Exploring the Effect of Endoplasmic Reticulum Stress Inhibition by 4-Phenylbutyric Acid on AMPA-Induced Hippocampal Excitotoxicity in Rat Brain
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Excessive stimulation of ionotropic glutamate receptor is associated with glutamate-mediated excitotoxicity, thereby causing oxidative imbalance and mitochondrial dysfunction, resulting in the excitotoxic death of neurons. Eminent role of endoplasmic reticulum under glutamate-induced excitotoxicity has been highlighted in numerous literatures which have been observed to trigger endoplasmic reticulum stress (ER stress) as well as regulating oxidative stress. However, combating ER stress in excitotoxic neurons can provide a novel approach to alleviate the mitochondrial dysfunctioning and ROS generation. Therefore, we propose to investigate the cross-communication of α-amino-3-hydroxy-5-methyl-4-isoxzole-propionate (AMPA) excitotoxicity-induced oxidative injury with ER stress by employing ER stress inhibitor—4-phenlybutyric acid (4-PBA). Male SD rats were divided into four groups viz sham group (group 1), AMPA (10 mM)-induced excitotoxic group (group 2), curative group of AMPA-induced excitotoxic animals given 4-PBA at a dose of 100 mg/kg body weight (group 3), and alone 4-PBA treatment group (100 mg/kg body weight) (group 4). Animals were sacrificed after 15 days of treatment, and hippocampi were analyzed for histopathological examination, ROS, inflammatory markers, mitochondrial dysfunction, and ER stress markers. AMPA-induced excitotoxicity exhibited a significant increase in the levels of ROS, upregulated ER stress markers, inflammation markers, and compromised mitochondrial functioning in the hippocampus. However, 4-PBA administration significantly curtailed the AMPA-induced excitotoxic insult. This study suggests that targeting ER stress with a chemical chaperone can provide a better therapeutic intervention for neurological disorders involving excitotoxicity, and thus, it opens a new avenue to screen chemical chaperones for the therapeutic modalities.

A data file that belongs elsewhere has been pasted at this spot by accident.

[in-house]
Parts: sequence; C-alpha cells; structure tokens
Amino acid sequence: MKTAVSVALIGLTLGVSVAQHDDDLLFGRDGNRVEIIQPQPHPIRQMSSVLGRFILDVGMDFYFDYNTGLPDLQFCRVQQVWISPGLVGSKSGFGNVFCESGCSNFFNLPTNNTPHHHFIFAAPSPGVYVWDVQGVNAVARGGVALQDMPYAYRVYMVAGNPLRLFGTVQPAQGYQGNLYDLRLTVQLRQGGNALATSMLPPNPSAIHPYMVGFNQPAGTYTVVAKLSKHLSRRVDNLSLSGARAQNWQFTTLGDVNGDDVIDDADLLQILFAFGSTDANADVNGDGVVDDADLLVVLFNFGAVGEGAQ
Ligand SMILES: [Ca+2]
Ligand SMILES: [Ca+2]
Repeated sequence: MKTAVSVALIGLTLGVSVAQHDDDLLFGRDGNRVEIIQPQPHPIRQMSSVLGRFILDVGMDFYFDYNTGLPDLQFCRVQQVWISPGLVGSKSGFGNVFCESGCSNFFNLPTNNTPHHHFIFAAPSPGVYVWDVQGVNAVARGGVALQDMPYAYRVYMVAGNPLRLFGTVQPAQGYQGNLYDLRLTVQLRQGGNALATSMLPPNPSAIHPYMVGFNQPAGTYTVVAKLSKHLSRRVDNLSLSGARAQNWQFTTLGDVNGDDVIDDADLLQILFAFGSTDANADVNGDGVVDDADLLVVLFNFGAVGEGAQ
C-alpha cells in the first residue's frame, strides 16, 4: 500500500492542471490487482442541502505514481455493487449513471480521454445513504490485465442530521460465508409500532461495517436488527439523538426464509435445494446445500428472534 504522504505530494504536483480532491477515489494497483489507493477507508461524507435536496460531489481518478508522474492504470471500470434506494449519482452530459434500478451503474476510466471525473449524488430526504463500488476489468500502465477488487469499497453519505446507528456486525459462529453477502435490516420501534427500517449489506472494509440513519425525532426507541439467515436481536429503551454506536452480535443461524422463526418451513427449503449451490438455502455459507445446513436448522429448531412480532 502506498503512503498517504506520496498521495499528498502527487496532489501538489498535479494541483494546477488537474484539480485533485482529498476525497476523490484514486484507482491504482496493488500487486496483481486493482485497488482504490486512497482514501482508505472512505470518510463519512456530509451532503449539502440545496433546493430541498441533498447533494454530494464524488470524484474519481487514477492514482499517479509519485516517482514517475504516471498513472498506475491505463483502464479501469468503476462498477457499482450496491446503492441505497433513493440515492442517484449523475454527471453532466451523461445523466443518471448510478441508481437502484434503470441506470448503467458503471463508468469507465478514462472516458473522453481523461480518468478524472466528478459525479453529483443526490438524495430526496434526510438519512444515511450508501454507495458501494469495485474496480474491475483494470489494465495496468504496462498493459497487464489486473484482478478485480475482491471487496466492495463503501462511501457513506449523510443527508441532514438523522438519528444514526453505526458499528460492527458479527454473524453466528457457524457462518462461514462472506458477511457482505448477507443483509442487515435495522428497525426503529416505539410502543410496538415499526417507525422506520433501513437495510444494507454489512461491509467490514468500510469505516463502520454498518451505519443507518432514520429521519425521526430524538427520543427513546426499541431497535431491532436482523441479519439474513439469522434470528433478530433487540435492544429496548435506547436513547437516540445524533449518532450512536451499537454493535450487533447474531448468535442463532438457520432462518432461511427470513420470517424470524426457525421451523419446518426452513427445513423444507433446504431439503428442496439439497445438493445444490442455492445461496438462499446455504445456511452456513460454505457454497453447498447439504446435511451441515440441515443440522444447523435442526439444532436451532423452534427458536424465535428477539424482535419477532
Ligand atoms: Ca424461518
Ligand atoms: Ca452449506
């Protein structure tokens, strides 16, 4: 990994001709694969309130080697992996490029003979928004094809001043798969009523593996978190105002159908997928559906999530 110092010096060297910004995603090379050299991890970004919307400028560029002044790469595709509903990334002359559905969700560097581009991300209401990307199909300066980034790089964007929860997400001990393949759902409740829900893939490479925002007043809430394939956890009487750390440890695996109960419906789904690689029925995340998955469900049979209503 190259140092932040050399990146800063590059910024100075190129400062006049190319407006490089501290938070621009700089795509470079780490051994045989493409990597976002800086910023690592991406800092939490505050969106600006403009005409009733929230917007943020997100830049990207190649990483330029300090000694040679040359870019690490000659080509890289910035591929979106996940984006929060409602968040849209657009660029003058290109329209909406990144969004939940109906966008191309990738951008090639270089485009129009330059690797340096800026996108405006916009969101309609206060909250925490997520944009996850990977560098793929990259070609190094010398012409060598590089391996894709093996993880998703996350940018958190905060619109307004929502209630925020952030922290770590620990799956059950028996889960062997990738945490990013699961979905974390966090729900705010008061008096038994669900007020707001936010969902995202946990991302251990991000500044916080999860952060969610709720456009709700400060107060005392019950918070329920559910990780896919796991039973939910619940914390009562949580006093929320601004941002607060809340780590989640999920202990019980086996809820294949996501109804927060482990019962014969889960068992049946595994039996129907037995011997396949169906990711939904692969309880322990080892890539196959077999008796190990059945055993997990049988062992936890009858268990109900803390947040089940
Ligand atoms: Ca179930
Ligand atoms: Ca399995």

KeywordsExcitotoxicity ER stress Chemical chaperone Hippocampus Oxidative stress
This work was supported by the University Grant Commission-Basic Scientific Research (UGC-BSR) (F.25-1/2013-14(BSR)/7-209/2009(BSR).
Compliance with Ethical Standards
Animals were maintained as per the principles and guidelines of the Ethics Committee of the Animal Care of Panjab University in accordance with the Indian national law on animal care and use. The animal experimental protocols were approved by Institutional Animal Ethics Committee (reference no. PU/IAEC/S/15/42) and conducted according to the Indian National Science Academy Guidelines for the use and care of experimental animals.
Conflict of Interest
The authors declare that they have no conflict of interest.
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